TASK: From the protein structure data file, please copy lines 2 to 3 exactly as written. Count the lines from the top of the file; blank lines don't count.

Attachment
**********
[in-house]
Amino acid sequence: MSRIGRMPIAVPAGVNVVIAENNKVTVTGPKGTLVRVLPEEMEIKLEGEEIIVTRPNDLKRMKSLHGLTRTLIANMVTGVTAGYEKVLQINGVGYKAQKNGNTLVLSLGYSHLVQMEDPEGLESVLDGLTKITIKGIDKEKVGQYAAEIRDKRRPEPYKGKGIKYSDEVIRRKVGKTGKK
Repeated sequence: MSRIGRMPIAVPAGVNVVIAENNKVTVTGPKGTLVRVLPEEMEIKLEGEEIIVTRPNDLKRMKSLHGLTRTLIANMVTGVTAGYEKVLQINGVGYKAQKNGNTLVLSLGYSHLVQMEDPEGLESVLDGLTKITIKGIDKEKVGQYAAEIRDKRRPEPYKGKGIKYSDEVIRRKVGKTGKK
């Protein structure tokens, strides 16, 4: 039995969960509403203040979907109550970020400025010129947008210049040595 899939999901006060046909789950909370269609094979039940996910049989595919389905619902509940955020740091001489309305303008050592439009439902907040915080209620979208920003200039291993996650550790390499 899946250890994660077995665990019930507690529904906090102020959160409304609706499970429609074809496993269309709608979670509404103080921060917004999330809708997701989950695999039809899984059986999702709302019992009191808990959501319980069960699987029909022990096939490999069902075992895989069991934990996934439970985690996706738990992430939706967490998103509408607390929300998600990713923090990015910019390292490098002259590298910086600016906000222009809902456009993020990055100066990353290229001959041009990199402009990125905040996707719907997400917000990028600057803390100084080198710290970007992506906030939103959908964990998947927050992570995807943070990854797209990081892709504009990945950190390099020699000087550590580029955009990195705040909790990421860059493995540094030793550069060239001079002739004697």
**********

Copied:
Amino acid sequence: MSRIGRMPIAVPAGVNVVIAENNKVTVTGPKGTLVRVLPEEMEIKLEGEEIIVTRPNDLKRMKSLHGLTRTLIANMVTGVTAGYEKVLQINGVGYKAQKNGNTLVLSLGYSHLVQMEDPEGLESVLDGLTKITIKGIDKEKVGQYAAEIRDKRRPEPYKGKGIKYSDEVIRRKVGKTGKK
Repeated sequence: MSRIGRMPIAVPAGVNVVIAENNKVTVTGPKGTLVRVLPEEMEIKLEGEEIIVTRPNDLKRMKSLHGLTRTLIANMVTGVTAGYEKVLQINGVGYKAQKNGNTLVLSLGYSHLVQMEDPEGLESVLDGLTKITIKGIDKEKVGQYAAEIRDKRRPEPYKGKGIKYSDEVIRRKVGKTGKK